engined vehicles, as illustrated in the graph below which compares the well-to-wheel emissions of internal-
combustion-engined and electric vehicles over a standard NEDC European homologation cycle:

In the case of nuclear electricity, or electricity produced from a renewable source (hydro-electric, wind-
generated, photovoltaic electricity), the well-to-wheel performance of an electric vehicle is undoubtedly
superior. Even based on the techniques currently employed to produce electricity in Europe, the CO2
emissions of an electric vehicle are half those of an internal-combustion-engined vehicle.

* CCS = CO2 capture and sequestration
* IGCC = Integrated gasification on a combined cycle

Source: efficiency calculations of fuel and electricity production processes using the methodology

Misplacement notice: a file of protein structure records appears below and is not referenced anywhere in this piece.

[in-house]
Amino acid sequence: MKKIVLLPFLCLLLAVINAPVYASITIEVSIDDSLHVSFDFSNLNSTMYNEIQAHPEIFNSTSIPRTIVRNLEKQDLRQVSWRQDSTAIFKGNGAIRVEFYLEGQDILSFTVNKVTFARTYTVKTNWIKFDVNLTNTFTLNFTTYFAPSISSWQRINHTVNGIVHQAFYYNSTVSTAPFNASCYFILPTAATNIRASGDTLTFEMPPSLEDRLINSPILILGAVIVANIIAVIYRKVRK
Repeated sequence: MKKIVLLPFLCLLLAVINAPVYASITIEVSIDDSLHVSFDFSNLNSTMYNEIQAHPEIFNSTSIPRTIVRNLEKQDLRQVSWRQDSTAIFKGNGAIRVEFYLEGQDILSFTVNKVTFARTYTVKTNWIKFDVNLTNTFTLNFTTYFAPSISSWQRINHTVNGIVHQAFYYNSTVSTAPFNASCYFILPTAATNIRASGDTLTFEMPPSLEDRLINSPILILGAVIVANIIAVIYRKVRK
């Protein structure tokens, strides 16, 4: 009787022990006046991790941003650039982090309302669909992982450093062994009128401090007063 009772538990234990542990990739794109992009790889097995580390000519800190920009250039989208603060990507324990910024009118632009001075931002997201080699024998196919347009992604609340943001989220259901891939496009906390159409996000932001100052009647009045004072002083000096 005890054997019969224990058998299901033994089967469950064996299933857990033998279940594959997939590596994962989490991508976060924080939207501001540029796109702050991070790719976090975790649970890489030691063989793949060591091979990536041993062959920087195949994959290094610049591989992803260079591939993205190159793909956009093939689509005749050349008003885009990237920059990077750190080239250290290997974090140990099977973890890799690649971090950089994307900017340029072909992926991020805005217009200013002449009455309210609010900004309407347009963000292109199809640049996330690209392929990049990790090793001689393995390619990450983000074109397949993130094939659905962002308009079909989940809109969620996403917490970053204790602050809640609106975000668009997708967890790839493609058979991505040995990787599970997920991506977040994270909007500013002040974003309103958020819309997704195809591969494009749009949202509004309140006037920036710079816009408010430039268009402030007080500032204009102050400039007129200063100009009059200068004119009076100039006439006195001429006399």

employed by Well-To-Wheels Analysis of Future Automotive Fuels And Powertrains In the European
Context (JRC-EUCAR-CONCAWE), 2006.
Mégane 1.5 dCi 85hp
diesel
Mégane 1.6 115hp
petrol
Mégane 1.6 115hp
natural gas
0 20 40 60 80 100 120 140 160 180 200
Natural gas
Coal-fired power station
(without CCS*)
Coal-fired power
station (IGCC*)
Wood-fired
power station
Wind turbines
Nuclear power station
Average electricity
production across Europe
CO2 emissions (g/km) Well to wheel
Tank to wheel
192
163
139
138
123
67
65
10
2
0


5
The carbon footprint is even more favourable in the case of a vehicle which is charged at night. This is the
most commonly employed method and enables motorists to:
- use electricity produced during the night at off-peak times which would otherwise be wasted since